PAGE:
Since 2002 Perimeter Institute has been recording seminars, conference talks, and public outreach events using video cameras installed in our lecture theatres. Perimeter now has 7 formal presentation spaces for its many scientific conferences, seminars, workshops and educational outreach activities, all with advanced audio-visual technical capabilities. Recordings of events in these areas are all available On-Demand from this Video Library and on Perimeter Institute Recorded Seminar Archive (PIRSA). PIRSA is a permanent, free, searchable, and citable archive of recorded seminars from relevant bodies in physics. This resource has been partially modelled after Cornell University's arXiv.org.
Quantum Field Theory I course taught by Volodya Miransky of the University of Western Ontario
Theoretical neuroscience, like theoretical physics, attempts to discover and quantify the basic principles governing the systems it studies. Currently, however, there are very few attempts at unification across the levels of organization found in the brain. In this talk, I will describe the biological mechanisms of interest to neuroscientists, and describe a quantitative method for constructing sophisticated models of these mechanisms.
Quantum Field Theory I course taught by Volodya Miransky of the University of Western Ontario
WMAP measurements of CMB temperature anisotropies reveal a power asymmetry: the average amplitude of temperature fluctuations in one hemisphere is larger than the average amplitude in the opposite hemisphere at the 99% confidence level. This power asymmetry may be generated during inflation by a large-amplitude superhorizon perturbation that causes the mean energy density to vary across the observable Universe.
We review basic properties of effective worldvolume theory describing the dynamics of Dirichlet branes in type II supergravity backgrounds and then show that the SL(2,R) symmetry of IIB supergravity allows for the existence of new supersymmetric 7-brane configurations called Q7-branes. The Q7-branes differ from the D7-branes, in particular, by their coupling to the dilaton, axion and to `magnetic\' gauge field duals thereof. The appearance of Q7-branes and their instanton duals may indicate the existence of a new, yet unexplored, perturbative vacuum of type IIB string theory.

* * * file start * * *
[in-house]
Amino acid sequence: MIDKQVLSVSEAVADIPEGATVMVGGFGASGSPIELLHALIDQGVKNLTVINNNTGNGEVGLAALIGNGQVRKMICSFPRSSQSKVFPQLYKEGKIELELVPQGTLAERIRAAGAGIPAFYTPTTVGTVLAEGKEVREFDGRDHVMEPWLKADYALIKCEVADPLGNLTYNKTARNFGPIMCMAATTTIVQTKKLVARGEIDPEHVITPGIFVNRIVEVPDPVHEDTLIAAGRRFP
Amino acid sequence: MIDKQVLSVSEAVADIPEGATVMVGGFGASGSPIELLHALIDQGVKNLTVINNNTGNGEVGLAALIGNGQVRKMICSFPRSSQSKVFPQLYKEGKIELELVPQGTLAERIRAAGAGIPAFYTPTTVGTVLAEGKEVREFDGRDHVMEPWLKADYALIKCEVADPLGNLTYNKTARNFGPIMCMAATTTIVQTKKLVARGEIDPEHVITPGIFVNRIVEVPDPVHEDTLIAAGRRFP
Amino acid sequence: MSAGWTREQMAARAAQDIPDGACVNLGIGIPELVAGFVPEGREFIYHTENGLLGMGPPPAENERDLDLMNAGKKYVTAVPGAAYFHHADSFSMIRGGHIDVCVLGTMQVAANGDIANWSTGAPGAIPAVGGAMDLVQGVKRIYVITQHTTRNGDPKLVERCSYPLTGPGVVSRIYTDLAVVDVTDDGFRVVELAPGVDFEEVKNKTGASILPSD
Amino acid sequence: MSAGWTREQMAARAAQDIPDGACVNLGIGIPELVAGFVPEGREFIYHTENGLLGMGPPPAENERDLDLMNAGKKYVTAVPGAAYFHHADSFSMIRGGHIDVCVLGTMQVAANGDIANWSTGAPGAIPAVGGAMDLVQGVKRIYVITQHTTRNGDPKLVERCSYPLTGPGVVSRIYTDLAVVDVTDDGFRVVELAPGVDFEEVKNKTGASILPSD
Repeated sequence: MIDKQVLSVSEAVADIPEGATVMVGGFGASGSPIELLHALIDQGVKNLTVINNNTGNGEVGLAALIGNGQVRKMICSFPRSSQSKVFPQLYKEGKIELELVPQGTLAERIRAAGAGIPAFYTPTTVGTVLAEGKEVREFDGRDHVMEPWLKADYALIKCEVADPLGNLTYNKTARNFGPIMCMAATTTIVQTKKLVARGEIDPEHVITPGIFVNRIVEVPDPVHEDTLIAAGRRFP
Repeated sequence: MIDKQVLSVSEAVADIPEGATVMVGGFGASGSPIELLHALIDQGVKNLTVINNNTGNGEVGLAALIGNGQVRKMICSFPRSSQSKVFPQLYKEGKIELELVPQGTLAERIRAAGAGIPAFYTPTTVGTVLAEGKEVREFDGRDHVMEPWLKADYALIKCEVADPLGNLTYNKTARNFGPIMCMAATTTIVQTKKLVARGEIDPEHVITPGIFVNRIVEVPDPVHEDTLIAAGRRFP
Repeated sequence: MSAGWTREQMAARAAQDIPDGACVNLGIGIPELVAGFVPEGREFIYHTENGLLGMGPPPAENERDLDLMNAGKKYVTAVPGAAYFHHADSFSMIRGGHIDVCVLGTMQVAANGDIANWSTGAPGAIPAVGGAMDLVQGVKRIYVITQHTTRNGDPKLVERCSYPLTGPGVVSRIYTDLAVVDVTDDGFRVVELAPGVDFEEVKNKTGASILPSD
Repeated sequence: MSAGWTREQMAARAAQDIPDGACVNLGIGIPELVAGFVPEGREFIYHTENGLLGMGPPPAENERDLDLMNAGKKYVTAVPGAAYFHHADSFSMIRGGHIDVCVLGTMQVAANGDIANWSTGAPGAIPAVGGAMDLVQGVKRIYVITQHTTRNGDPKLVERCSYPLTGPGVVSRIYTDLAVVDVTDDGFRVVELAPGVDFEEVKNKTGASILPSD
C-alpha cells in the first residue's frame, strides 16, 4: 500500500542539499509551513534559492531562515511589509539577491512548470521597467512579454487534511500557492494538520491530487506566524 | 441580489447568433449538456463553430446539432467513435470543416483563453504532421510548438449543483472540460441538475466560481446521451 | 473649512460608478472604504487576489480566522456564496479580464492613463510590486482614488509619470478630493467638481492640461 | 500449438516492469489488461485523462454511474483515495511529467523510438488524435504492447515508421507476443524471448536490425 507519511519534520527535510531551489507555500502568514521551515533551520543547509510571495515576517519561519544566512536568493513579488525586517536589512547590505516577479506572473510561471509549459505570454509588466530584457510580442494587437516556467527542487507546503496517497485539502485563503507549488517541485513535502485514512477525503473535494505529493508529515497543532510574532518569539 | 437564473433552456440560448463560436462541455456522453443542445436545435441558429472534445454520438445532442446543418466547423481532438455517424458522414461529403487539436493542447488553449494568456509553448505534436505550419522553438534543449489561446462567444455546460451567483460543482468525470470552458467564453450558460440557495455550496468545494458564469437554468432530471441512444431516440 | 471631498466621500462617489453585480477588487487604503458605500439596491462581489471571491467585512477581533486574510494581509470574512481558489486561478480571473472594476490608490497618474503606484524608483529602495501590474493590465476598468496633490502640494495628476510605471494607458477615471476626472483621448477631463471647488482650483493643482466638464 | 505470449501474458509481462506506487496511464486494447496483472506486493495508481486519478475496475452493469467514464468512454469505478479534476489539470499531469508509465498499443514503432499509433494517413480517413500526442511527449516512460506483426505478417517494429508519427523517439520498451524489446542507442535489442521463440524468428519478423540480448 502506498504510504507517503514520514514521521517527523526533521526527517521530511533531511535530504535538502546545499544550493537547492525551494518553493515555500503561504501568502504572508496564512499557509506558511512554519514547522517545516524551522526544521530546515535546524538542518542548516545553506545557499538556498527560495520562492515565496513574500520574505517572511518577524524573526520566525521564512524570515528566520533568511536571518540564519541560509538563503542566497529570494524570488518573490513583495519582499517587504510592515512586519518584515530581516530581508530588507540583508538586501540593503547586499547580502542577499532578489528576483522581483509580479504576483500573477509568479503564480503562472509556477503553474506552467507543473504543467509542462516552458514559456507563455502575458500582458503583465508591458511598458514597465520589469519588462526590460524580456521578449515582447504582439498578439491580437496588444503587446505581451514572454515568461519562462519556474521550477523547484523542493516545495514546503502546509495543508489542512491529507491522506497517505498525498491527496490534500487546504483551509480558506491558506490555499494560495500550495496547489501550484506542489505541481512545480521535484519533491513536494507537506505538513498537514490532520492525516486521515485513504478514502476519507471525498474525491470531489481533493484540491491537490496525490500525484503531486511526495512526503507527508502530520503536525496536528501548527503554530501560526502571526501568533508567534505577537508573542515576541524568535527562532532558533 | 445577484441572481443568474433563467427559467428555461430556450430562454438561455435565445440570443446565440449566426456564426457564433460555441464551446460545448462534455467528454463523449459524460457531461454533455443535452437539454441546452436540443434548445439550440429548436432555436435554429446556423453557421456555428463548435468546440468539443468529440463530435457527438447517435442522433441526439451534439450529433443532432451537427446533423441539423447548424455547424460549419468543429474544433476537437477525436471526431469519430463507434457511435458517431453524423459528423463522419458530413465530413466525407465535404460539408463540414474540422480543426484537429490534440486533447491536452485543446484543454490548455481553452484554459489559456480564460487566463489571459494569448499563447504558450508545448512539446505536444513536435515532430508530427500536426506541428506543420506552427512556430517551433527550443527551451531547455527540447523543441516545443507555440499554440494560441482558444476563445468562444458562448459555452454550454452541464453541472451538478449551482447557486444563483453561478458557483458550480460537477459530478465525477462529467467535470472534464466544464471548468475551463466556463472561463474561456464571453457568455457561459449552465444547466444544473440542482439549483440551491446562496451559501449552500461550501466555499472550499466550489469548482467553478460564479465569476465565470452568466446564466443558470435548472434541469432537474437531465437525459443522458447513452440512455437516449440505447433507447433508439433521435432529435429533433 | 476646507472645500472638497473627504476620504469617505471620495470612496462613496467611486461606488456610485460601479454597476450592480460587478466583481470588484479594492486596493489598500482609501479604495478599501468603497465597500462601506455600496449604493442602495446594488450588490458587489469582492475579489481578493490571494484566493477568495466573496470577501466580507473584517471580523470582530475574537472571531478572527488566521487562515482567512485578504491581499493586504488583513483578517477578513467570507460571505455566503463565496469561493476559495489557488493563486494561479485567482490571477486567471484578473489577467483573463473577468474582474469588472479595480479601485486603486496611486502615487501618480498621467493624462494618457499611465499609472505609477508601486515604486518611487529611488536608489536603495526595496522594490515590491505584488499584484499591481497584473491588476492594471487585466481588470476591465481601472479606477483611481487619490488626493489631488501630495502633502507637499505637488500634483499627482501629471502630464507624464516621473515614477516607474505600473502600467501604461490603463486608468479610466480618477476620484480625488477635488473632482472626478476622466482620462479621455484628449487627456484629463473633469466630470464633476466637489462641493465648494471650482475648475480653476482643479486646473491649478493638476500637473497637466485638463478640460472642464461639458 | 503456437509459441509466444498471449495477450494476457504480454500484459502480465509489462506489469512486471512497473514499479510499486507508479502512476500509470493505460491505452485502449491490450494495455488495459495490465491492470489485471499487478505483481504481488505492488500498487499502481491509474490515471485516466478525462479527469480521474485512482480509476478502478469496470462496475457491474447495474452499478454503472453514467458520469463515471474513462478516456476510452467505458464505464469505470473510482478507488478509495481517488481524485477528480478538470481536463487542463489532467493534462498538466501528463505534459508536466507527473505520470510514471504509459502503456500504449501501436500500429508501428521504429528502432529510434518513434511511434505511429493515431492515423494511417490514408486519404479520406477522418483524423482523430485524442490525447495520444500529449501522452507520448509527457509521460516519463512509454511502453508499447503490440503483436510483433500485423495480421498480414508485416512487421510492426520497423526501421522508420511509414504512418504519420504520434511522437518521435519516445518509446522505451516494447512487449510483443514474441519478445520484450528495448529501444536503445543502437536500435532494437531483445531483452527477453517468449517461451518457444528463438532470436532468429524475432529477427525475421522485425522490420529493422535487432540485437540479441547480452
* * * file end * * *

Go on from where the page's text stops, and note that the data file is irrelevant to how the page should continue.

The general boundary state formulation is a key tool for extracting the semiclassical limit of nonpertubative theories of quantum gravity. In this talk I will discuss how this formalism works in the context of four-dimensional quantum Regge calculus with a general triangulation. A Gaussian boundary state selects a classical internal solution and peaks the path integral on it. As a result boundary observables, in particular the two-point function, can be computed order by order in a semiclassical asymptotic expansion.
I would like to provide a short, possibly elementary, introduction to the problem of computing string amplitudes at higher genus for superstrings. Essentially, I will recall which is the mathematical problem in defining the path integral measure (which has a well defined algebraic geometry realization for bosonic strings) and the solution proposed by d~@~YHocker and Phong for the genus 2 case. Their main results are the chiral splitted form of the measure, and its explicit expression in genus two.
This course is aimed at advanced undergraduate and beginning graduate students, and is inspired by a book by the same title, written by Padmanabhan. Each session consists of solving one or two pre-determined problems, which is done by a randomly picked student. While the problems introduce various subjects in Astrophysics and Cosmology, they do not serve as replacement for standard courses in these subjects, and are rather aimed at educating students with hands-on analytic/numerical skills to attack new problems.
This course is aimed at advanced undergraduate and beginning graduate students, and is inspired by a book by the same title, written by Padmanabhan. Each session consists of solving one or two pre-determined problems, which is done by a randomly picked student. While the problems introduce various subjects in Astrophysics and Cosmology, they do not serve as replacement for standard courses in these subjects, and are rather aimed at educating students with hands-on analytic/numerical skills to attack new problems.
In this talk I will give an introduction to the simulation of quantum many-body systems using the so-called tensor networks. After a brief historical review, I will introduce the basics on tensor network representations of quantum states, and will explain some recent developments. In particular, in the last part of my talk I will focus on recent results obtained in the simulation of 2-dimensional quantum lattice systems of infinite size.